When the rain subsided I emerged like a weasel out of it’s… weasel house? (does anyone know what a weasel lives in?) Everything was re-packed, as has been the routine every morning, and just like every morning, the packing has been that little bit more disorganized than the day before!

When I say everything was packed, the wet tent and sleeping mat remained as they were. At this point in the journey I had no intention of sleeping in a wet tent again. “Cheat” I hear you shout. Well I rebuff your, quite valid, cries with the confirmation that, to ensure the correct weight was carried, just outside Nice I bought two 1.5ltr bottles of water which went in my bags purposefully untouched to counter the weight of the tent.

The ride from the campsite to the centre of Nice was wonderful. Dedicated cycle lanes all the way whisking me, past the airport, right on to the Promenade des Anglaise. The ride along this stretch was fantastic, the town to my left, the Mediterranean to my right. All it needed was one out of control poodle (my predictive text proposed ‘poof’ instead of poodle. It made me smile anyway) and I would have been swimming to San Remo.

Leaving Nice to the East I was met with the first main climb of the day up to Eze. A lot of height is gained quite quickly and you get some great views of the coast and the town. Unfortunately, for someone who is not to clever with heights, cycling next to 200ft drops, even with a small wall in the way, does keep you awake!

No sooner had I passed through Eze than I had a great descent to Villefrance sur la Mere and then a climb back up to make my first border crossing of the day into Monaco. The lines blur a little in Monaco with the Principality and the town of the same name and the centre which is Monte Carlo. Before I knew it I was zipping down to the centre of Monte Carlo, taking the famous ‘Hard Rock Cafe’ corner at a similar speed to the F1 drivers who live in the area. I was then on to the finishing straight before taking the 1st turn up the hill towards the casino. At this point I was going at a similar speed to Steptoe on his cart, who has never lived in the area!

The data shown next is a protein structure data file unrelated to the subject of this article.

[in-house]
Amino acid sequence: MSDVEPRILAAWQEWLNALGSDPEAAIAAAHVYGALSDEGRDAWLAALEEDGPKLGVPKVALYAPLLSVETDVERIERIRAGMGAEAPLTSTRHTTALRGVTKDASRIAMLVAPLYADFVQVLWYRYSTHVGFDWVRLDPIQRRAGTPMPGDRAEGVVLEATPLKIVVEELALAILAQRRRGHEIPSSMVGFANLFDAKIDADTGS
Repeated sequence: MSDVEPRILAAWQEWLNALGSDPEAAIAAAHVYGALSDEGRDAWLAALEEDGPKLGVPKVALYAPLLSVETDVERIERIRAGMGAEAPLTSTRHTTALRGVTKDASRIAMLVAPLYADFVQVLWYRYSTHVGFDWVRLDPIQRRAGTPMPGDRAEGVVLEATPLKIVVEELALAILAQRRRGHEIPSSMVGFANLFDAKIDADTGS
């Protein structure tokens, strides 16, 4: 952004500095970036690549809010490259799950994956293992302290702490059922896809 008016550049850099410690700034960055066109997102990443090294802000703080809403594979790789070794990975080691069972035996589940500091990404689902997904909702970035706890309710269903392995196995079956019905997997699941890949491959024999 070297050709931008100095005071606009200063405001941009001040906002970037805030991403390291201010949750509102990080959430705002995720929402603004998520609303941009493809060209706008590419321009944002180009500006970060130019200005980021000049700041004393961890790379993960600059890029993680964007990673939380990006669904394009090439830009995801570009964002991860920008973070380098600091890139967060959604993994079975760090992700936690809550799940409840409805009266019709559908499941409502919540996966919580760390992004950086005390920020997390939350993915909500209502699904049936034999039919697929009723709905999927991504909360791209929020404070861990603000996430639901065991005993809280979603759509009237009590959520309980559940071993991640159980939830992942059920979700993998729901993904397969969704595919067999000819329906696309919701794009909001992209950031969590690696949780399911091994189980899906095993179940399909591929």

Sweating in cycling gear desperately in need of a proper wash I emerged between the Hotel de Paris and the Casino to a hail of flashlights and shouts from excited tourists. I had arrived, my public were waiting. It turned out they were not waiting for me and I had probably just ruined somewhere in the region of 150 photographs of the Casino for tourists wishing to tell of the rich streets of Monaco. A playground for the rich and famous. “But what about the tramp on the bike?” they will be asked.

“Next year dear, we shall go to Wakefield” they will decide.

Photo’s complete I carries straight out of Monaco towards the Italian border. My second border crossing of the day, quite impressive I think you will agree! Now knowing I was going to be crossing borders during the day you would think I would have ensured my passport was safely secured. Well, before you scoff, it was safely secured. Not so clever now are you!

Yes, as I was approaching the Italian border my passport was safely tucked away in the top draw at the campsite 25 miles away.

I had worked on the basis that as this was going to be a land border crossing and hardly a contested border I should be fine. Suddenly I was having visions.

“Your passport sir”

“Ah well, I am awfully sorry but I appear to have left it in France. You wouldn’t be so kind as to let me pop across, I’ll be three hours at most and it would be frightfully kind. I’ll pop right back, I promise.”

“Men, take him away. Full cavity search”

“But sir, shouldn’t we just turn him away?”

“Erm, can I speak to the consulate”

“Men, do as I say”

“I demand my phone caaaaaallllllllllll”

I passed without incident. You have a lot of time to think on the bike.